An ambitious if lower-budgeted Western, The Halliday Brand (1957) offers some interesting stylized direction by B-movie auteur Joseph H. Lewis, but overall the picture is fatally, even bizarrely miscast though the leading performances are generally good. Produced by Collier Young for United Artists, there's a self-conscious artiness to the enterprise, much of which doesn't come off. Even the movie's title doesn't quite work, sounding more like the name of a securities firm - "Smart money. Smart brand. Halliday."
Part of MGM's "Limited Edition Collection" line of DVD-Rs, this title gets a soft, unimpressive full-frame transfer though it clearly should be in enhanced widescreen. There are no extra features.
Clay Halliday (Bill Williams) tracks downs his elder brother, Daniel (Joseph Cotten), at the request of their father, Big Dan (Ward Bond), a one-time sheriff and rancher now on his deathbed. Even so Daniel wants nothing to do with his estranged father, but changes his mind when Clay mentions that Big Dan has granted Clay and half-breed Aleta Burris (Viveca Lindfors) permission to marry.
Daniel is about to enter his father's room when, in an extended flashback, he recalls the circumstances that drove him away. Daniel once was Big Dan's favorite, but the "young man" had a distaste for his father's style of frontier justice, beating confessions out of suspects and the like, which Big Dan defends as small prices to pay in the name of progress.
But then Daniel's kid sister, Martha (Betsy Blair) wants to marry half-breed ranch hand Jivaro (Christopher Dark), and the racist patriarch goes bananas, insisting no Injun is going to taint Halliday blood. Soon after, Jivaro is seriously injured while trying to stop a stampeding herd, enough of an excuse for Big Dan to charge his daughter's boyfriend with cattle rustling. Despite strong protests from Daniel, Big Dan then passively allows Jivaro to be lynched.
Appalled, Daniel leaves home determined to see justice served, by tormenting his father into giving up his badge through a series of humiliating crimes which, in turn, shatter Big Dan's standing within the community.
The Halliday Brand's most overt problem is the casting of 52-year-old Cotten as the son of 55-year-old Ward Bond. Though Bond's hair is dyed white and he wears a bit of old-age makeup, he still looks far heartier and more youthful than Cotten, whose hair and facial features made him seem older even when he was in his late-thirties. It's pretty ludicrous when MGM's DVD back cover text describes this "young man's ...disillusionment" and how "the boy rebels" later on. Cotten gives a fine performance but nothing can hide the fact that he's middle-aged or that he looks significantly older than the man playing his father.
The casting doesn't work in other ways as well. Bond occasionally lapses into an Irish accent, while Virginia-born Cotten speaks in his usual southern drawl. Meanwhile, as Daniel's sister, Betsy Blair has a strong Jersey accent whenever her character gets riled, while Swede Viveca Lindfors, with her sculpted, lean features, and frog-faced Arkansan Jay C. Flippen aren't a convincing daughter and father, either. Reportedly Charles Bickford, Ida Lupino (Collier Young's ex-wife), and Debra Paget were originally set to star, presumably in the Bond, Blair, and Lindfors roles. All would have been more believable, and Bickford probably better than Bond, though not that much better.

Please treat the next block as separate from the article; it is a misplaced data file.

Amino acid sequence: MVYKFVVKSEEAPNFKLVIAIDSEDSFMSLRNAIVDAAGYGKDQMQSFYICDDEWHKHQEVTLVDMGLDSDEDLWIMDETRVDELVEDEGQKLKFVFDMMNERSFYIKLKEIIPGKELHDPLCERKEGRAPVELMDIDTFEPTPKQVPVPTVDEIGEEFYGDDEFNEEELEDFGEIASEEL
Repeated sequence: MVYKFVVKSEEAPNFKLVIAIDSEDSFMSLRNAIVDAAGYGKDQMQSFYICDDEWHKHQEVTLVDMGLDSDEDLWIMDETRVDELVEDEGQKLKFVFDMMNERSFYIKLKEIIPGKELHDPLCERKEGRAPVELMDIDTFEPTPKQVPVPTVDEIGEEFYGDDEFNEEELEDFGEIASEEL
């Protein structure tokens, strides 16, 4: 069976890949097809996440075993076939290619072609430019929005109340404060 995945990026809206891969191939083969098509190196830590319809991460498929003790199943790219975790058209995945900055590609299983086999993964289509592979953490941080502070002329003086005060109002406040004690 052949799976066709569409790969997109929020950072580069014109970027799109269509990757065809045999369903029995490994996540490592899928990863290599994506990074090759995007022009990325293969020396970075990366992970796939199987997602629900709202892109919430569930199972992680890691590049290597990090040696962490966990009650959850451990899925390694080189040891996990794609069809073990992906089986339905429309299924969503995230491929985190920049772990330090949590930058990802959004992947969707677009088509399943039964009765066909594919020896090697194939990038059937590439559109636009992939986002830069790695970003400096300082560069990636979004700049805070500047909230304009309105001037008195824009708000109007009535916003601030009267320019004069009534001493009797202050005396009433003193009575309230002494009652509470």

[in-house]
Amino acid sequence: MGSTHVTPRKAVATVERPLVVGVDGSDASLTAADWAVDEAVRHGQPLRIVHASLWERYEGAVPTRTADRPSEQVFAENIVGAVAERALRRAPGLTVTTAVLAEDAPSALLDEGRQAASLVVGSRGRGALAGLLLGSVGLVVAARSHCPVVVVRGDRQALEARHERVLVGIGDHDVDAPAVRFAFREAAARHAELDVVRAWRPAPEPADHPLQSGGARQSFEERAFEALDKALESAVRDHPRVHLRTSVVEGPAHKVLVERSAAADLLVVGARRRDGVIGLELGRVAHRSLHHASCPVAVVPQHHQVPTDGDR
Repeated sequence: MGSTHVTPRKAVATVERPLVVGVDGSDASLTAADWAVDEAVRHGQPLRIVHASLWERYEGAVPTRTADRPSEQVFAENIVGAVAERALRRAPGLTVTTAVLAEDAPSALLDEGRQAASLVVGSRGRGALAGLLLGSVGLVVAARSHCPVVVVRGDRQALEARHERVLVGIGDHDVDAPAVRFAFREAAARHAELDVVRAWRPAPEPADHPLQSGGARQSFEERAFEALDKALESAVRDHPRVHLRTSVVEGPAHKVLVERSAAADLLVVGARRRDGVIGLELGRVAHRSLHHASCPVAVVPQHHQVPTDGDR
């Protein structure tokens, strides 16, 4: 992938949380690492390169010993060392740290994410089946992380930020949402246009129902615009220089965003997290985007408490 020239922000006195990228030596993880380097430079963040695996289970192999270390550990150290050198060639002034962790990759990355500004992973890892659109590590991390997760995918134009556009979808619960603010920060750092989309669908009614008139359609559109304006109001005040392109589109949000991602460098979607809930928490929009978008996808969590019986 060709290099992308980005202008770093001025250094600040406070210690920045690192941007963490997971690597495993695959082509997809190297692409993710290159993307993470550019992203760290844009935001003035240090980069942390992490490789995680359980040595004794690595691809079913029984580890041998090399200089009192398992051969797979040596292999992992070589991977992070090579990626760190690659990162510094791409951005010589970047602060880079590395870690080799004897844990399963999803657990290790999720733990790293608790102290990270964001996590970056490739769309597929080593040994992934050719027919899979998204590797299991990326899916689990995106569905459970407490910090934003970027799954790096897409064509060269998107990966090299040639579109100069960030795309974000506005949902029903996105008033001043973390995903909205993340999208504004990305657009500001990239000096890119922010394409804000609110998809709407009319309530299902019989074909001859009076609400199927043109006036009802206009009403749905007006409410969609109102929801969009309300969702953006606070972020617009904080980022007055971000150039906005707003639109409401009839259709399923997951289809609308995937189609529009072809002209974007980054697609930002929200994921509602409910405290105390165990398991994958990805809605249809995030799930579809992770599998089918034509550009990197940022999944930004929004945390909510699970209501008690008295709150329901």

Despite the shaky casting, the performances are almost all good, Cotten and Bond especially, and each rises above overly-familiar material. Cotten (The Magnificent Ambersons, Shadow of a Doubt) was a one of the all-time great film actors though his accent and unusual features made him difficult to cast in standard leading man parts. Bond, of course, is best known as a supporting player most often associated with director John Ford. The Halliday Brand was one of his biggest film roles - it's basically the co-lead - and he makes the most of the opportunity.
The supporting cast is good: Glenn Strange (erroneously billed as "Glen" in the credits), John Dierkes, and I. Stanford Jolley play concerned townsfolk, and chameleon-like Jeanette Nolan is unrecognizable as an old Indian woman.
"Wagon Wheel Joe" Lewis's direction is in evidence in several key scenes. When Daniel and Big Dan have their climatic standoff, a line of tall grass stands between them (and the camera). Earlier, there's a visually interesting scene with Cotten and Lindfors on a barren, soundstage hill. Starkly decorated with a single dead tree, the set is encircled by a creepy, cloud-filled cyclorama giving the sequence an almost dream-like quality. Stanley Wilson's odd score adds to this, with its title theme especially, backed with an oddly mournful vocal arrangement.
Video & Audio
The Halliday Brand was shot for widescreen projection, probably either 1.66:1 or 1.75:1, but gets only a soft and washed-out full frame transfer here. Zoomed in on widescreen TVs, the image looks okay but doesn't compare favorably to Warner Archive and Columbia Classic titles. The region "1" encoded DVD-R disc's Dolby Digital mono audio (English only, with no subtitle options) is adequate. There are the usual chapter stops every ten minutes, but no other menu options, and no Extra Features
The Halliday Brand's cast and director make it worthwhile, and while moderately ambitious the picture has a lot of casting and script problems. The weak video transfer doesn't help. Rent It.
Stuart Galbraith IV's audio commentary for AnimEigo's Tora-san, a DVD boxed set, is on sale now.